That no team is safe means that no team can afford to relax, or plan to grit its way into survival by playing conservatively and banking on teams below them continuing to eat shit. Points are harder than ever to come by, wins are needed, and bravery is required. This is how you end up with games as entertaining as Leeds-Forest was, and as wild as Monday's match between Everton and Tottenham was. In that game, 10-man Everton went down 1-0 in the second half, and proceeded to spend the rest of the game pressing and attacking Spurs as if they were the ones with an extra man. All that fight eventually earned them a ridiculous equalizer from center back Michael Keane.

A lot of things have to break just right in order for this many teams to be so tightly clustered at the bottom of the table so late in the season. It takes Everton and Southampton failing to stop the steady organizational deterioration that's robbed them of their mid-table status; it takes Leicester and West Ham, two clubs that finished in the top 10 last season, being unable to break out of their unexpected malaise; it takes the three newly promoted teams refusing to play the role of temporary visitors. There's a more macro explanation for a how a season shapes up like this, though, and it's this: the Premier League is a fucking monster. A league in which objectively great players can be found playing on the worst teams, and in which even the "poorest" clubs in the league can afford premium talent, is a league that leaves zero margin for error.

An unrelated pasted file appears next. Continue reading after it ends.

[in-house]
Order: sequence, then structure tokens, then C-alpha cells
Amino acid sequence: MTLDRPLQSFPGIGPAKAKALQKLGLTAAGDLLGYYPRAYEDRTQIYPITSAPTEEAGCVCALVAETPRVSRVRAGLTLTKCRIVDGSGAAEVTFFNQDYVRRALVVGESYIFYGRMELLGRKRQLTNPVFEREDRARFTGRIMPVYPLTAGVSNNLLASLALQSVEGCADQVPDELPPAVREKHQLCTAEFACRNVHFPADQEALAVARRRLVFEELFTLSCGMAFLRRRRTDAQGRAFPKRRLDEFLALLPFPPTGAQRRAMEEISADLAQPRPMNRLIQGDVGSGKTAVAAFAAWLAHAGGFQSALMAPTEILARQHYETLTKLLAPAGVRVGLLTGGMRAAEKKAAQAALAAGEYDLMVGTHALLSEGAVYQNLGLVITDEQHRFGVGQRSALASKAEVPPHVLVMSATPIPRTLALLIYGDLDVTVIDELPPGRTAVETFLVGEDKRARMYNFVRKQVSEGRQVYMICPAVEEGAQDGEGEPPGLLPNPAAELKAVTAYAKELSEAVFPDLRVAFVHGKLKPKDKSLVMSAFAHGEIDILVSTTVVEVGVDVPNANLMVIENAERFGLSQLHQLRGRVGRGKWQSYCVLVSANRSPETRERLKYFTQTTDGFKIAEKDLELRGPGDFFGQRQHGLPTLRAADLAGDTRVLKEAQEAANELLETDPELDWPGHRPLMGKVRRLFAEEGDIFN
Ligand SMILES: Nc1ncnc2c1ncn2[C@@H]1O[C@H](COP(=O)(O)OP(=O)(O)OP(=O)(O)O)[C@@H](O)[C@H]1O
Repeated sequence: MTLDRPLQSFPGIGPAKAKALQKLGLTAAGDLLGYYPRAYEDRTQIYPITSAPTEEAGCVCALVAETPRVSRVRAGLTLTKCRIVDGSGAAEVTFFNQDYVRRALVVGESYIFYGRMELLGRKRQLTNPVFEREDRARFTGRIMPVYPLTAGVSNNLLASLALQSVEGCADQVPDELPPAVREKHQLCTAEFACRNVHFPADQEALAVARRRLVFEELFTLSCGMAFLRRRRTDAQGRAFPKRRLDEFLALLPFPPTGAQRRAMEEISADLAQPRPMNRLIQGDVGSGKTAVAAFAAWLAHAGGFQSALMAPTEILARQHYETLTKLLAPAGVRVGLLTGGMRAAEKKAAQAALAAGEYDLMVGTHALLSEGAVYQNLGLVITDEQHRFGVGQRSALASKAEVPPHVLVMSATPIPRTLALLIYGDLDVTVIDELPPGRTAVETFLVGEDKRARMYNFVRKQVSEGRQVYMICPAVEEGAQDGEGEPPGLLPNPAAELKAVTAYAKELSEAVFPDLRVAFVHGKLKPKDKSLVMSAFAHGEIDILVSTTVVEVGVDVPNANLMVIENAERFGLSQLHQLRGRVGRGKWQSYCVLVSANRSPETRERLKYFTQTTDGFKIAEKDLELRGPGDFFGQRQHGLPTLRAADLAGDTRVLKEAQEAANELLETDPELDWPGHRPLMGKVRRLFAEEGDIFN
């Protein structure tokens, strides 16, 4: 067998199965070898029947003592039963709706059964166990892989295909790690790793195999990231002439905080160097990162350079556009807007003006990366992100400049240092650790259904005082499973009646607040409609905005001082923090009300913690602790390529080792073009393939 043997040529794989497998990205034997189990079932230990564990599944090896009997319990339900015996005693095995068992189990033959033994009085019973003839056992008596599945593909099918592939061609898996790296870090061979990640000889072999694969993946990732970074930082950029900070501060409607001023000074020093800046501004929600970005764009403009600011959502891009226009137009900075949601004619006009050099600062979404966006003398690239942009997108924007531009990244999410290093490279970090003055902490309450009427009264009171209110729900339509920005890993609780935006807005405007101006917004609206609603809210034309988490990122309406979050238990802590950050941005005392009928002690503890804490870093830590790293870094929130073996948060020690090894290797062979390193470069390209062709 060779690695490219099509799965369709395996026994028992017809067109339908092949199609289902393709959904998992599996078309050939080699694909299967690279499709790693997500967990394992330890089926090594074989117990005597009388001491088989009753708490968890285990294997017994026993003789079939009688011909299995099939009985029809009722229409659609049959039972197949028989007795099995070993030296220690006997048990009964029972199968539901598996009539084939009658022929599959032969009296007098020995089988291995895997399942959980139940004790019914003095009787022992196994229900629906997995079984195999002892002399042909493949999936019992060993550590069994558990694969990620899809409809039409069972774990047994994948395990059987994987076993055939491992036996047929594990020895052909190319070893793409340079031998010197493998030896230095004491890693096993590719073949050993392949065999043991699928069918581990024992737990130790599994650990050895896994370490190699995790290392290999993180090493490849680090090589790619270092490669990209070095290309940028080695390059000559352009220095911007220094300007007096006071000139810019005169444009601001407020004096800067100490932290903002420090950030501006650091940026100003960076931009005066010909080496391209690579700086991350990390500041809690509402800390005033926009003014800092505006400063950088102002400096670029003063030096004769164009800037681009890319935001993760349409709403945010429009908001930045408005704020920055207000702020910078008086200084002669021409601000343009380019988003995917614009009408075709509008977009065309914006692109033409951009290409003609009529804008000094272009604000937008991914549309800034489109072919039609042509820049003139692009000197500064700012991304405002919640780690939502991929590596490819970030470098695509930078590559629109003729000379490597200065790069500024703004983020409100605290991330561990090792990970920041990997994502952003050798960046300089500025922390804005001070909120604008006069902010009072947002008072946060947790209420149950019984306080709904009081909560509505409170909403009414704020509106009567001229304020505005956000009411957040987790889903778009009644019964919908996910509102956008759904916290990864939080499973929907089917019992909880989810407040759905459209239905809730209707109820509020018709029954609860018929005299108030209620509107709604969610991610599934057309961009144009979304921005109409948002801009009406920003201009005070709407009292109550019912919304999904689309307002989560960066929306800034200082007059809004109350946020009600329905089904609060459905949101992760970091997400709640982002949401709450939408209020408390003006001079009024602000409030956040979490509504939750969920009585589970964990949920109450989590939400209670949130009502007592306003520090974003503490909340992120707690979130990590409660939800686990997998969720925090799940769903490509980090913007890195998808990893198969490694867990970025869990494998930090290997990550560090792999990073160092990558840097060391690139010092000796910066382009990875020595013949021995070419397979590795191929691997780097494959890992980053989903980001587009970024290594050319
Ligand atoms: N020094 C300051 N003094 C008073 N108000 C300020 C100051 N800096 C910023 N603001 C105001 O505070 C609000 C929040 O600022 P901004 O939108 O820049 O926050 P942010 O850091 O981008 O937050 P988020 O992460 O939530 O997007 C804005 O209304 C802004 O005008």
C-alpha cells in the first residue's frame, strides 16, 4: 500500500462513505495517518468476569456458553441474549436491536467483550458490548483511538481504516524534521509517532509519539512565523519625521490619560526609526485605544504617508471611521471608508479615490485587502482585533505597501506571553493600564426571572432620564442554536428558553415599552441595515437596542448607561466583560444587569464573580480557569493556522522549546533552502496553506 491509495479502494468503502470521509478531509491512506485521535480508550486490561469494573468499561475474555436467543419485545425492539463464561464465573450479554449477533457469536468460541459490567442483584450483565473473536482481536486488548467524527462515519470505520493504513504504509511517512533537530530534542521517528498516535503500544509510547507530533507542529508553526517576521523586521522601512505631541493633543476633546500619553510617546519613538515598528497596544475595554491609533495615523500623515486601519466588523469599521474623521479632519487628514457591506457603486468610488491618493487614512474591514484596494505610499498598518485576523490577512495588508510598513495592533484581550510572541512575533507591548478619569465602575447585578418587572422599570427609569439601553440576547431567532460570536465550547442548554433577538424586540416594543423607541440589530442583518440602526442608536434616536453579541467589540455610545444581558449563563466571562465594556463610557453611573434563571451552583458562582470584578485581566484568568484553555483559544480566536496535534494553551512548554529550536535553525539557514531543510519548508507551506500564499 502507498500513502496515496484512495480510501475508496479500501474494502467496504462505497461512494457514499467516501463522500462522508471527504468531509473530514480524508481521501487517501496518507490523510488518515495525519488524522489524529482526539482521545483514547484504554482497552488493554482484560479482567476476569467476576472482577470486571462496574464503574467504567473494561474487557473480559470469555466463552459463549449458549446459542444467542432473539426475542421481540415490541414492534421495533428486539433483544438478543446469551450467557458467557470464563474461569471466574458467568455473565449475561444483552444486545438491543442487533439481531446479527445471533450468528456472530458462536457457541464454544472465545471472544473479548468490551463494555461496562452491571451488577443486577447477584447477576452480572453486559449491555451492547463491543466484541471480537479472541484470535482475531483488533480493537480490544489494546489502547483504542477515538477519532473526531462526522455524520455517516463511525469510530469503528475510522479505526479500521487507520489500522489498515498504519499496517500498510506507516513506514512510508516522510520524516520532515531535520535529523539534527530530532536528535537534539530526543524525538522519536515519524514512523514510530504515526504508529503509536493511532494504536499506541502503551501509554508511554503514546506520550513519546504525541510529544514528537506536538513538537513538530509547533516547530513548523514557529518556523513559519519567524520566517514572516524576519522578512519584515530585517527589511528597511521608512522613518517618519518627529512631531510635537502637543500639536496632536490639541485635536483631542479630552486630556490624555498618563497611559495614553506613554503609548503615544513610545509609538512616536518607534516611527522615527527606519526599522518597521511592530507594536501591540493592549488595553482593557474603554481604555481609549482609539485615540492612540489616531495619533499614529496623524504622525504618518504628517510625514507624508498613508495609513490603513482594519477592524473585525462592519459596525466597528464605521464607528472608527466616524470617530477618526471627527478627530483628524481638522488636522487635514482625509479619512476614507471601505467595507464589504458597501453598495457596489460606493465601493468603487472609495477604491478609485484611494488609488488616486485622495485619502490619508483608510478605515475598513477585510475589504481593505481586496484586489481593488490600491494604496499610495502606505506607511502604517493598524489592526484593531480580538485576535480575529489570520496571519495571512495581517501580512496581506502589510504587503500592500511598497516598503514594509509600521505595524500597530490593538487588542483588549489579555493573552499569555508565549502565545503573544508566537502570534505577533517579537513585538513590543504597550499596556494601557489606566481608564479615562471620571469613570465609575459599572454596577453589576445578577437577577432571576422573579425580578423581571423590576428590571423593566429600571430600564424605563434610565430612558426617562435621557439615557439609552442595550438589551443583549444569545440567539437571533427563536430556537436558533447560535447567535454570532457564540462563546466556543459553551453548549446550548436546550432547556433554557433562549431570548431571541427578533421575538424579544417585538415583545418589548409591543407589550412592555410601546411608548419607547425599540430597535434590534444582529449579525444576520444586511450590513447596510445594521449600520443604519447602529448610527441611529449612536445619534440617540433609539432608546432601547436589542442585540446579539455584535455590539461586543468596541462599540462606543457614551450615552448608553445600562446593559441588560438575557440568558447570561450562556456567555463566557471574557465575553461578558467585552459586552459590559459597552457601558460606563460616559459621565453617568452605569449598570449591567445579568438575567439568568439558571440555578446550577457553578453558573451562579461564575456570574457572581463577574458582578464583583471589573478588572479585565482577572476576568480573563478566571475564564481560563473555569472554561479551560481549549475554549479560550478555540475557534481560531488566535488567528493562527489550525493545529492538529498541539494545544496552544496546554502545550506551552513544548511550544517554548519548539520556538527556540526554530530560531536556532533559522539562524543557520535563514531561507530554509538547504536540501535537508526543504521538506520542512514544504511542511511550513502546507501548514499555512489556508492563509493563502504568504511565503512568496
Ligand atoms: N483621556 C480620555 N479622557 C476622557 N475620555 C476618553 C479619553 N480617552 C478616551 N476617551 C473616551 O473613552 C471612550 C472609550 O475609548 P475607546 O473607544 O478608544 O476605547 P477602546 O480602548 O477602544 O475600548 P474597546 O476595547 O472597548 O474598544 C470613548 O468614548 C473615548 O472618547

There was a time when mid-table teams could rely on pedigree, and the meek nature of newly promoted clubs, to maintain their position in the league, but these days clubs tend to come charging out of the Championship with their fangs bared, spending aggressively on both player recruitment and organizational structure. A team in the league's middle tier is forced to choose between staying complacent, and watching one of the hard-charging newbies zoom past, or trying to keep up by taking big swings in the transfer market, only to have those moves not pan out, putting the club in an even worse position than if it had just stood pat. Leicester is currently suffering through the former scenario, while West Ham has been afflicted by the latter.